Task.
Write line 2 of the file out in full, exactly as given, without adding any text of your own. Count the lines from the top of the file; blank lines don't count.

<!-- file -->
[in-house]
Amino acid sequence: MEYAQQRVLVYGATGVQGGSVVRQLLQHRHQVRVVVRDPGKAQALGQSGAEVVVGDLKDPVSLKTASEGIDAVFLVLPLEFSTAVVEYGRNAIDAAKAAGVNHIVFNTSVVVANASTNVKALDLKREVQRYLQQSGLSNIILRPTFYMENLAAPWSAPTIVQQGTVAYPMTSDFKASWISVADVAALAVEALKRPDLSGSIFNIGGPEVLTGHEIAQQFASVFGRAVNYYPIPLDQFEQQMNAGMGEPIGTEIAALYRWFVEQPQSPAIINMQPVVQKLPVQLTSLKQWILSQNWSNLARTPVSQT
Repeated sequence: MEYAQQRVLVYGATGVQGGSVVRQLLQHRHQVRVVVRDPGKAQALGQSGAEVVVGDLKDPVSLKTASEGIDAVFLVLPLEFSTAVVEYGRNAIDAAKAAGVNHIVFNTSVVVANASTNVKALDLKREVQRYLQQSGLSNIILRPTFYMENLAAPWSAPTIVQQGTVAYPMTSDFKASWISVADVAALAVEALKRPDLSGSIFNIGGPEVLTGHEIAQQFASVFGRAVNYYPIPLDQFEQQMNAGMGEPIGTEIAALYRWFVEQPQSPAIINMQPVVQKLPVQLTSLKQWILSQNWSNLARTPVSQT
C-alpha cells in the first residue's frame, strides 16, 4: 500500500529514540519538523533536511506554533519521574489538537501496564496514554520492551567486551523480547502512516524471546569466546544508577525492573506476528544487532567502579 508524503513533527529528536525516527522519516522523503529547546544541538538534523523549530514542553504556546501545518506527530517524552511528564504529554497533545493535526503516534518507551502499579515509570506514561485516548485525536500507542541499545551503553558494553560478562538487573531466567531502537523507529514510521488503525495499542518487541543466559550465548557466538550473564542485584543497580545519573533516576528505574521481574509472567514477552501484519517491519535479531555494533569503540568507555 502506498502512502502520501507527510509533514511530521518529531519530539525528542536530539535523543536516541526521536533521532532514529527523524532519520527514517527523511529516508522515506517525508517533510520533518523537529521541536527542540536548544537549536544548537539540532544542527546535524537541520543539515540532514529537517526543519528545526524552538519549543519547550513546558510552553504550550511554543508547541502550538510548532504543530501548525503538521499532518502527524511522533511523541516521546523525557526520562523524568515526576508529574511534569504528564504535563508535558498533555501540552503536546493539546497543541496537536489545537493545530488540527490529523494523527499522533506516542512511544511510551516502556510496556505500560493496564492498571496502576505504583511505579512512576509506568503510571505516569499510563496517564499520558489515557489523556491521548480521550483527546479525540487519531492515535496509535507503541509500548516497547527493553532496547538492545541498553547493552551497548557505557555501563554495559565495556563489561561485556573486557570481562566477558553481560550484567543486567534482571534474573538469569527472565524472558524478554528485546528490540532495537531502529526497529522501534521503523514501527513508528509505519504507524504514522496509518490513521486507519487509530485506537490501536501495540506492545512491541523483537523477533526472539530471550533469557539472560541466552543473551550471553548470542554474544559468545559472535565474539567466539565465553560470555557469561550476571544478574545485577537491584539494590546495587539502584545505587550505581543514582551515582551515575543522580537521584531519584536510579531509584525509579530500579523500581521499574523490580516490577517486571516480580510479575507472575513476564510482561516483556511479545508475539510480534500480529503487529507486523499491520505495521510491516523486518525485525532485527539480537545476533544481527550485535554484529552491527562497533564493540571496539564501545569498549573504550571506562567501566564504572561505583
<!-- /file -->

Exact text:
Amino acid sequence: MEYAQQRVLVYGATGVQGGSVVRQLLQHRHQVRVVVRDPGKAQALGQSGAEVVVGDLKDPVSLKTASEGIDAVFLVLPLEFSTAVVEYGRNAIDAAKAAGVNHIVFNTSVVVANASTNVKALDLKREVQRYLQQSGLSNIILRPTFYMENLAAPWSAPTIVQQGTVAYPMTSDFKASWISVADVAALAVEALKRPDLSGSIFNIGGPEVLTGHEIAQQFASVFGRAVNYYPIPLDQFEQQMNAGMGEPIGTEIAALYRWFVEQPQSPAIINMQPVVQKLPVQLTSLKQWILSQNWSNLARTPVSQT